Ever since the iPhone turned every smartphone into a blank slate, the value of a phone is largely derived from the software it can run and how well the phone can run it. When you’re making a 2 year commitment to a device, it’d be nice to have some way to tell if the software was going to be remotely current in a year or, heck, even a month. Turns out that’s nearly impossible – here are two examples: The Samsung Behold II on T-Mobile was the most expensive Android phone ever and Samsung promoted that it would get a major update to Eclair at least. But at launch the phone was already two major versions behind — and then Samsung decided not to do the update after all, and it fell three major OS versions behind. Every one ever sold is still under contract today. The Motorola Devour on Verizon launched with a Megan Fox Super Bowl ad, while reviews said it was “built to last and it delivers on features.” As it turned out, the Devour shipped with an OS that was already outdated. Before the next Super Bowl came around, it was three major versions behind. Every one ever sold is still under contract until sometime next year.
Developers Are Constrained
Besides the obvious platform fragmentation problems, consider this comparison: iOS developers, like Instapaper’s Marco Arment, waited patiently until just this month to raise their apps’ minimum requirement to the 11 month old iOS 4.2.1. They can do so knowing that it’s been well over 3 years since anyone bought an iPhone that couldn’t run that OS. If developers apply that same standard to Android, it will be at least 2015 before they can start requiring 2010’s Gingerbread OS. That’s because every US carrier is still selling – even just now introducing2 – smartphones that will almost certainly never run Gingerbread and beyond. Further, those are phones still selling for actual upfront money – I’m not even counting the generally even more outdated & presumably much more popular free phones. It seems this is one area the Android/Windows comparison holds up: most app developers will end up targeting an ancient version of the OS in order to maximize market reach.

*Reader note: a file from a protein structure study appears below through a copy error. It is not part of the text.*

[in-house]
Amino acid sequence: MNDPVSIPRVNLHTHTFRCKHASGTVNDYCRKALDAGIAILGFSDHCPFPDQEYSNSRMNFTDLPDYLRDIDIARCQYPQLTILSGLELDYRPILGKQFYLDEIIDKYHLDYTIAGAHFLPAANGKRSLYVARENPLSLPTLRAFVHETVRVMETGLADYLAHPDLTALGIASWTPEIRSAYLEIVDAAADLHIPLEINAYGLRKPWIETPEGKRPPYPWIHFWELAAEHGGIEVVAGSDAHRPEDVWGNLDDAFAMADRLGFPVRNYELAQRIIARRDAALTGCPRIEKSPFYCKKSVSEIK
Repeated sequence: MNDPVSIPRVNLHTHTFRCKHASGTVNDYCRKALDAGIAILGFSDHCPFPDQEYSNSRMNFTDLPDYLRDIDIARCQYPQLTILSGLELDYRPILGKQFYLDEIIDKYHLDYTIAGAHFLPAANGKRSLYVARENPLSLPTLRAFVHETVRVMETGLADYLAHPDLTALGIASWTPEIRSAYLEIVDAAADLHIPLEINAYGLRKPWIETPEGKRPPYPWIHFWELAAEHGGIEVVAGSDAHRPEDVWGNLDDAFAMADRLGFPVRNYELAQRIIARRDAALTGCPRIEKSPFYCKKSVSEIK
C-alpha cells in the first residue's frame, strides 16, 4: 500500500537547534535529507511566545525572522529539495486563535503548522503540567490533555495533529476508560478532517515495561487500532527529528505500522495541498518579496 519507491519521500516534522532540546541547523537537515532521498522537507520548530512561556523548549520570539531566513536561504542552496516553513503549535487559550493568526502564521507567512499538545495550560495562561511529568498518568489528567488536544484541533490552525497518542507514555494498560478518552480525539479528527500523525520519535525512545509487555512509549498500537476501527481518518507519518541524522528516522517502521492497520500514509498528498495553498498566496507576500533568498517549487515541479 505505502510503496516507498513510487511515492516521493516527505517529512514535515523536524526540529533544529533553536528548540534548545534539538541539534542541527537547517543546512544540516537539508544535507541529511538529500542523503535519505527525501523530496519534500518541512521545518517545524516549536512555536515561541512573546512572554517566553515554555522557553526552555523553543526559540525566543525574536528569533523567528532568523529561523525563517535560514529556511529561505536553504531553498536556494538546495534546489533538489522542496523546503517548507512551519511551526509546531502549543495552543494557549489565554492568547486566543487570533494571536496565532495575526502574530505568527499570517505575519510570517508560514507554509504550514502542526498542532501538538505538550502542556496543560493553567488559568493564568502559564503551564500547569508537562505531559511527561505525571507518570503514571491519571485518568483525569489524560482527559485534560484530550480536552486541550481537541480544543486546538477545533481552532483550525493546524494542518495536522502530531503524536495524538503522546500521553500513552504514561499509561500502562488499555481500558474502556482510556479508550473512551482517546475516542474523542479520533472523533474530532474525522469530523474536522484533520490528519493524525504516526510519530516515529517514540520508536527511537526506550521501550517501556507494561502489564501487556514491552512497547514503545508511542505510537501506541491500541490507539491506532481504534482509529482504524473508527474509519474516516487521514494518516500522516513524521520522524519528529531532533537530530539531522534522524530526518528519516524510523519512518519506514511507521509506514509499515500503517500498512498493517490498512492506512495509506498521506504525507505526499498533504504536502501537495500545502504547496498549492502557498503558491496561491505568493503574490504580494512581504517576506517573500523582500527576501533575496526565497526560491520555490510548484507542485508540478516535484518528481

Security Risks Loom
In the chart, the dashed line in the middle of each bar indicates how long that phone was getting any kind of support updates – not just major OS upgrades. The significant majority of models have received very limited support after sales were discontinued. If a security or privacy problem popped up in old versions of Android or its associated apps (i.e. the browser), it’s hard to imagine that all of these no-longer-supported phones would be updated. This is only less likely as the number of phones that manufacturers would have to go back and deal with increases: Motorola, Samsung, and HTC all have at least 20 models each in the field already, each with a range of carriers that seemingly have to be dealt with individually.
So it will be interesting to see how much (or how little) backlash Google sees as backwards compatibility of Ice Cream Sandwich and future Android versions continues to lag behind Apple’s, with their walled garden of tightly-controlled hardware.